Amplify Your Impact on Child Health Care Quality

Learning from the CHIPRA Quality Demonstration Grant Program

On February 11, 2016, AHRQ and CMS presented a free Webinar, "Amplify Your Impact on Child Health Quality: Learning from the CHIPRA Quality Demonstration Grant Program." The presentations featured highlights and a discussion of promising practices and key lessons learned from the 5-year demonstration grant program to improve health care quality for children in Medicaid and CHIP. The slide deck from that Webinar is available here as a separate pdf file (PDF File, 1.1 MB)

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Amplify Your Impact on Child Health Care Quality:

Learning from the CHIPRA Quality Demonstration Grant Program

Webinar

February 11, 2016

This title slide also includes the logos for the Agency for Healthcare Research and Quality, the Centers for Medicare & Medicaid Services, Mathematica Policy Research, the National Evaluation of the CHIPRA Quality Demonstration Grant Program, and AcademyHealth.

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Agenda

  • Welcome and introductions: Renee Fox, CMS, and Linda Bergofsky, AHRQ.
  • Overview of the demonstration, the national evaluation, and the customized technical assistance opportunity: Linda Bergofsky, AHRQ.
  • Lessons from the demonstration
    • Transforming primary care practices and using quality measures: Joe Zickafoose, Mathematica.
    • Q&A.
    • Improving systems for youth with complex behavioral health care needs, and using partnerships and coalitions: Grace Anglin, Mathematica.
    • Q&A.
  • Perspectives from a non-demonstration State: Henry Ireys, Mathematica, and Jeff Schiff, Minnesota Health Care Programs.
  • Q&A and recap.

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Children's Health Insurance Program Reauthorization Act (CHIPRA) of 2009

  • CHIPRA 2009 established the CHIPRA Quality Demonstration Grant Program and its evaluation
    • $100 million grant program: one of the largest federal efforts to focus on health care for children.
  • Purpose: to examine promising ideas for improving the quality of children's health care provided under Medicaid and CHIP.
  • 10 five-year grants awarded by CMS
    • 18 states with demonstration dollars (6 multi-state partnerships).
    • February 2010–February 2015.

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Demonstration grantees* and partnering states implemented 52 projects across 5 topic areas

States Measures (10) HIT (12) Service delivery (17) EHR model format (2) Other (11)
Oregon* X X X    
Alaska X X X    
West Virginia X X X    
Maryland*     X   X
Georgia     X   X
Wyoming   X X   X
Utah*   X X   X
Idaho   X X   X
Florida* X X X   X
Illinois X X X   X
Maine* X X X    
Vermont   X X   X
Colorado*     X   X
New Mexico     X   X
Massachusetts* X   X   X
South Carolina* X X X    
Pennsylvania* X X   X  
North Carolina* X   X X  

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National Evaluation

  • Purpose: To provide insight into best practices and replicable strategies for improving the quality of children's health care.
  • National Evaluation Team
    • Mathematica, Urban Institute, AcademyHealth.
    • CMS funding, AHRQ oversight.
    • August 2010 – September 2015.
  • Continuation of the National Evaluation
    • Focused on updating and disseminating lessons.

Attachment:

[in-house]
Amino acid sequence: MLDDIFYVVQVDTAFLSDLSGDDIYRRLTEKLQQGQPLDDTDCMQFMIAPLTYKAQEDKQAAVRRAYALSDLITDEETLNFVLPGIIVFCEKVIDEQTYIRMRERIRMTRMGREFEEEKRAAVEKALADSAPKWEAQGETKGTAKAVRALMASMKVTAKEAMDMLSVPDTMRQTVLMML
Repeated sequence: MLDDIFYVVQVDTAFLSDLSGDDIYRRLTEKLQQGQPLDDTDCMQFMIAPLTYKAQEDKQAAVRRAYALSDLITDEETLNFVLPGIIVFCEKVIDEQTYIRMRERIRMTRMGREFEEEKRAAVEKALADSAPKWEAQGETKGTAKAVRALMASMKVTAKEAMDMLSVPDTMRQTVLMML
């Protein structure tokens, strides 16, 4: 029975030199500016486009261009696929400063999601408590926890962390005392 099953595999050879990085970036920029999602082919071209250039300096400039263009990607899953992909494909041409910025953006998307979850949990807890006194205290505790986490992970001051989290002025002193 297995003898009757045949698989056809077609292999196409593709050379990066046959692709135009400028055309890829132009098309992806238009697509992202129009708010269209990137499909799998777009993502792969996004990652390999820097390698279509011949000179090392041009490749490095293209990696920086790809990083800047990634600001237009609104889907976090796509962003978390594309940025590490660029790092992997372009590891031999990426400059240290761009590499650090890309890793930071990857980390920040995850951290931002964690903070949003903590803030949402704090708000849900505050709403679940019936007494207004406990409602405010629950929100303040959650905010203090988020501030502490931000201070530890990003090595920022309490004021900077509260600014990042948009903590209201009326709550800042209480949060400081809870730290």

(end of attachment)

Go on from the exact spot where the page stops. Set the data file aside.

• Mathematica, AcademyHealth.
    • October 2015 – June 2017.

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Evaluation Results

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Broad Lessons from the Demonstration

  • CHIPRA quality demonstration grants played a vital role
    • Helped to keep children on State policy agendas.
    • Demonstrated QI strategies to key policymakers.
  • Brought "intellectual capital" to States
    • Substantial experience.
    • Application of innovative ideas.
    • New or strengthened partnerships.
  • "Dividends" continue in 12 States
    • New scope-of-work provisions in State-university contracts.
    • New units in State Medicaid agencies.
    • Continued funding for statewide partnerships.

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Customized Technical Assistance to Improve the Quality of Children's Health Care:

Learn from the Demonstration States' Experience.

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Technical Assistance and Knowledge Transfer

  • Information about technical assistance/knowledge transfer opportunity: http://www.ahrq.gov/policymakers/chipra/demoeval/whatsnew.html#ta.
  • Goal: Apply lessons from the demonstration and increase successful outcomes for children.
  • Eligibility: Non-demonstration states and partner organizations.
  • Support: Team of experts, State peer-to-peer learning, no direct funding.
  • Duration: April 2016 – March 2017.

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Lessons from the Demonstration

  • Transforming primary care for children.
  • Using child health care quality measures.
  • Improving systems for youth with complex behavioral health care needs.
  • Using partnerships and coalitions.

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Primary Care Transformation in CHIPRA States

  • 12 States worked with primary care practices.
  • 2 States worked with 22 school based-health centers.
  • Diverse strategies
    • Learning collaboratives.
    • Technical assistance & practice facilitation.
    • Care coordination.
    • Family engagement.

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Practice Transformation Strategies (1)

Learning collaboratives

  • Incentives for participation.
  • Didactics and interactive learning.
  • Peer networking.
  • Alignment with other strategies.

Technical assistance & practice facilitation

  • Tailor efforts to practice.
  • Support QI measurement and feedback.
  • External vs. internal facilitation.

This slide includes boxes for lessons about learning collaboratives and technical assistance and practice facilitation.

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Practice Transformation Strategies (2)

Care coordination

  • Promote concepts.
  • Support for functions and dedicated staff.
  • External staff.

Family engagement

  • Parent advisors.
  • Peer support.
  • Surveys and focus groups.

This slide includes boxes for lessons about care coordination and family engagement.